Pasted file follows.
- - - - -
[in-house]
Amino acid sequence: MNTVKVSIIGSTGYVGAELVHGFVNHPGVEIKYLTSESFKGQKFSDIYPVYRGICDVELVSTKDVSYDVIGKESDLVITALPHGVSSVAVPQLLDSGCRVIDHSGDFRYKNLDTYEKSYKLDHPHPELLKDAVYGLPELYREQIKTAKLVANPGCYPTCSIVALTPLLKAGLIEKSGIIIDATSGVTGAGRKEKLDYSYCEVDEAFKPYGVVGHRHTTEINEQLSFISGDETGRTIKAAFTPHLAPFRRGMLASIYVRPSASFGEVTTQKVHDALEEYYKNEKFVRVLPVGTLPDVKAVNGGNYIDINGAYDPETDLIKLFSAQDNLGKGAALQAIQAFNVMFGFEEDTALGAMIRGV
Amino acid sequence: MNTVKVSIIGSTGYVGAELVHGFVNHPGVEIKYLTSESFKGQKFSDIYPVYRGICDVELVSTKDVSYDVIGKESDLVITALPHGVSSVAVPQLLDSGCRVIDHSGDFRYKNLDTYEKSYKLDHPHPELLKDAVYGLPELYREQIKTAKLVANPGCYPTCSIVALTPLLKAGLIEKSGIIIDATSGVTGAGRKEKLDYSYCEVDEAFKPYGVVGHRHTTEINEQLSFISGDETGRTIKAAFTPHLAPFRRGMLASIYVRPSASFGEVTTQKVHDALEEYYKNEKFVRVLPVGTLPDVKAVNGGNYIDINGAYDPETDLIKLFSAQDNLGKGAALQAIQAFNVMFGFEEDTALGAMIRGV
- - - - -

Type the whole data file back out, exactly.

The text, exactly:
[in-house]
Amino acid sequence: MNTVKVSIIGSTGYVGAELVHGFVNHPGVEIKYLTSESFKGQKFSDIYPVYRGICDVELVSTKDVSYDVIGKESDLVITALPHGVSSVAVPQLLDSGCRVIDHSGDFRYKNLDTYEKSYKLDHPHPELLKDAVYGLPELYREQIKTAKLVANPGCYPTCSIVALTPLLKAGLIEKSGIIIDATSGVTGAGRKEKLDYSYCEVDEAFKPYGVVGHRHTTEINEQLSFISGDETGRTIKAAFTPHLAPFRRGMLASIYVRPSASFGEVTTQKVHDALEEYYKNEKFVRVLPVGTLPDVKAVNGGNYIDINGAYDPETDLIKLFSAQDNLGKGAALQAIQAFNVMFGFEEDTALGAMIRGV
Amino acid sequence: MNTVKVSIIGSTGYVGAELVHGFVNHPGVEIKYLTSESFKGQKFSDIYPVYRGICDVELVSTKDVSYDVIGKESDLVITALPHGVSSVAVPQLLDSGCRVIDHSGDFRYKNLDTYEKSYKLDHPHPELLKDAVYGLPELYREQIKTAKLVANPGCYPTCSIVALTPLLKAGLIEKSGIIIDATSGVTGAGRKEKLDYSYCEVDEAFKPYGVVGHRHTTEINEQLSFISGDETGRTIKAAFTPHLAPFRRGMLASIYVRPSASFGEVTTQKVHDALEEYYKNEKFVRVLPVGTLPDVKAVNGGNYIDINGAYDPETDLIKLFSAQDNLGKGAALQAIQAFNVMFGFEEDTALGAMIRGV